Keeping a tight grip on yuan

China maintains strict controls over its currency and banking system, and the flow of money in and out of the country.

The yuan, also known as the renminbi, is used to execute international transactions and payments.

It has been on an upward track for a decade, trading at 6.1162 to a US dollar on Monday, and allowed to rise or fall 2 per cent of a mid-point set by the People's Bank of China (PBOC) every morning.

This is called the daily fixing. At times, the central bank ignores the daily movement and sets the fixing so that the yuan is stronger against the US dollar a day after the market has indicated it should be weaker.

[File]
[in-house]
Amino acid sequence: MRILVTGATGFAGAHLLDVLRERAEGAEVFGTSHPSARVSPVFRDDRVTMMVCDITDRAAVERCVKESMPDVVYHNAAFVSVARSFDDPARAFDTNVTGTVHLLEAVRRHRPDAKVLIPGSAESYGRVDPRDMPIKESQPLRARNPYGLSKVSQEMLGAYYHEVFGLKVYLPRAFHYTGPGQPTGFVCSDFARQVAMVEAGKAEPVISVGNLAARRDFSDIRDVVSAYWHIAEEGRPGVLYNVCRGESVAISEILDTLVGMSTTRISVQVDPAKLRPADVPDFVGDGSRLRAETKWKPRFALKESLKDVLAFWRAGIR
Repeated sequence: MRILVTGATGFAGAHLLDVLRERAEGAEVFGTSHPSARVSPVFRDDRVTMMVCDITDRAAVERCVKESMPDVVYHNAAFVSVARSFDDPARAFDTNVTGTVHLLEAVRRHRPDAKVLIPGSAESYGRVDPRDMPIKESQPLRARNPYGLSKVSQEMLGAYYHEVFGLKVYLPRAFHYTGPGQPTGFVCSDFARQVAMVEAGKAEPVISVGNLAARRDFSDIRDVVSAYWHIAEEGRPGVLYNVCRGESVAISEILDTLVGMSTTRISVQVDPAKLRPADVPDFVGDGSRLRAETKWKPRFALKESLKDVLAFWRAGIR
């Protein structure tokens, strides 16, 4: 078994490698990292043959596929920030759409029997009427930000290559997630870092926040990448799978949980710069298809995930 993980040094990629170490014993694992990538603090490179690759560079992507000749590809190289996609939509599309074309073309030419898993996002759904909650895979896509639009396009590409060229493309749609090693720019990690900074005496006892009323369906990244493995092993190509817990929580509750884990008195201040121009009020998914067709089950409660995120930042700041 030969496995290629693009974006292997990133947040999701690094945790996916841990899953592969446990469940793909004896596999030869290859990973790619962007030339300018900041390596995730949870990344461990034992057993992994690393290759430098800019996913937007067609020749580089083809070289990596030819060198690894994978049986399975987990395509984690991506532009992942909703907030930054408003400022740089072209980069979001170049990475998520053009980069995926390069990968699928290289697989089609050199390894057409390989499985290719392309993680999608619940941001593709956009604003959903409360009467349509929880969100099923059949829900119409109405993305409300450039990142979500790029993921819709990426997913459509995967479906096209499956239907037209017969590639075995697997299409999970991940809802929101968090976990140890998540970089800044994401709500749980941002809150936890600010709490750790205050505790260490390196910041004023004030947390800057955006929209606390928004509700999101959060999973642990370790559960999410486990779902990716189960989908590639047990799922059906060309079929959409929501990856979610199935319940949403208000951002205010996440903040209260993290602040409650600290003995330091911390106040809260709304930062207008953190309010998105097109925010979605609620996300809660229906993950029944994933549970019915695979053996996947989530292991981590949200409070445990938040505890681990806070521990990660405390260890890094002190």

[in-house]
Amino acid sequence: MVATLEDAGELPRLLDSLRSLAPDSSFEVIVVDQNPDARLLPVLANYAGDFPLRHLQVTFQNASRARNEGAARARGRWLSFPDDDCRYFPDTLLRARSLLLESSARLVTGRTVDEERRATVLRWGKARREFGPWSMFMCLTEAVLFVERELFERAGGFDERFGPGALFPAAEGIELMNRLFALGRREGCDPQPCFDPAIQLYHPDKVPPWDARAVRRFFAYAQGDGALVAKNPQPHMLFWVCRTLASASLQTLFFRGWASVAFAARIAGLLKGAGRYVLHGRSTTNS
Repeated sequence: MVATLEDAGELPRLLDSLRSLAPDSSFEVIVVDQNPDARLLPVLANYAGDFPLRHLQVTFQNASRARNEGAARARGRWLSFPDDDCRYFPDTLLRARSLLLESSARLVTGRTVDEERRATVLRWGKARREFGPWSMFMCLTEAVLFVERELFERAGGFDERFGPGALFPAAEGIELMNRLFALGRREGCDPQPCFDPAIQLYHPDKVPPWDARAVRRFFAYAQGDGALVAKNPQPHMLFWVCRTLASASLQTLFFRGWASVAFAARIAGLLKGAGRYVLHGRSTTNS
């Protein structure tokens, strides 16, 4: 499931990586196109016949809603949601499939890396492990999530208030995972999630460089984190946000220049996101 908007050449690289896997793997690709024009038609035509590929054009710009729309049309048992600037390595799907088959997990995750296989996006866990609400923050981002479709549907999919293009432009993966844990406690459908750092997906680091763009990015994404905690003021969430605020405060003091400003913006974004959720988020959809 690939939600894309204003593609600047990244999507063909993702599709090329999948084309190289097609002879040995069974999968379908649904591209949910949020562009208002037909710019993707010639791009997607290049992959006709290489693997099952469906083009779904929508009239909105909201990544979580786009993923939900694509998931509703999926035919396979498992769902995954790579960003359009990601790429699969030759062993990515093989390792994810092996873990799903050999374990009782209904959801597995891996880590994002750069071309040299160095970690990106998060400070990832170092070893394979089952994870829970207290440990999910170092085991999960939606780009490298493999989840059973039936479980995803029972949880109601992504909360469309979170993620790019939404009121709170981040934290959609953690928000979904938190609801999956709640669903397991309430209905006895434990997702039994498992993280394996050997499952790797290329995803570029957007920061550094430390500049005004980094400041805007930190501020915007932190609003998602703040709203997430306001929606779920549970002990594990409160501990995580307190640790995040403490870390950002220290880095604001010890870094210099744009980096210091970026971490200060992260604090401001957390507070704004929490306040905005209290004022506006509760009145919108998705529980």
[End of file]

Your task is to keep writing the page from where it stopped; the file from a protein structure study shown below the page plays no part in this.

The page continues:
However, on Tuesday, the Chinese authorities widened the currency trading band to 3 per cent against the US dollar, which means it was allowed to move within a broader range to market forces without the central bank stepping in with daily fixing.

Yesterday, China's central bank set the guidance rate at 6.4010 per US dollar, weaker than the previous fix of 6.3306.

The spot market, where commodities are traded for immediate delivery, traded the yuan at 6.3880 at open, and later, the currency was changing hands at 6.4080 - only 0.1 per cent away from the guidance rate.

A version of this article appeared in the print edition of The Straits Times on August 14, 2015, with the headline 'Keeping a tight grip on yuan'. Print Edition | Subscribe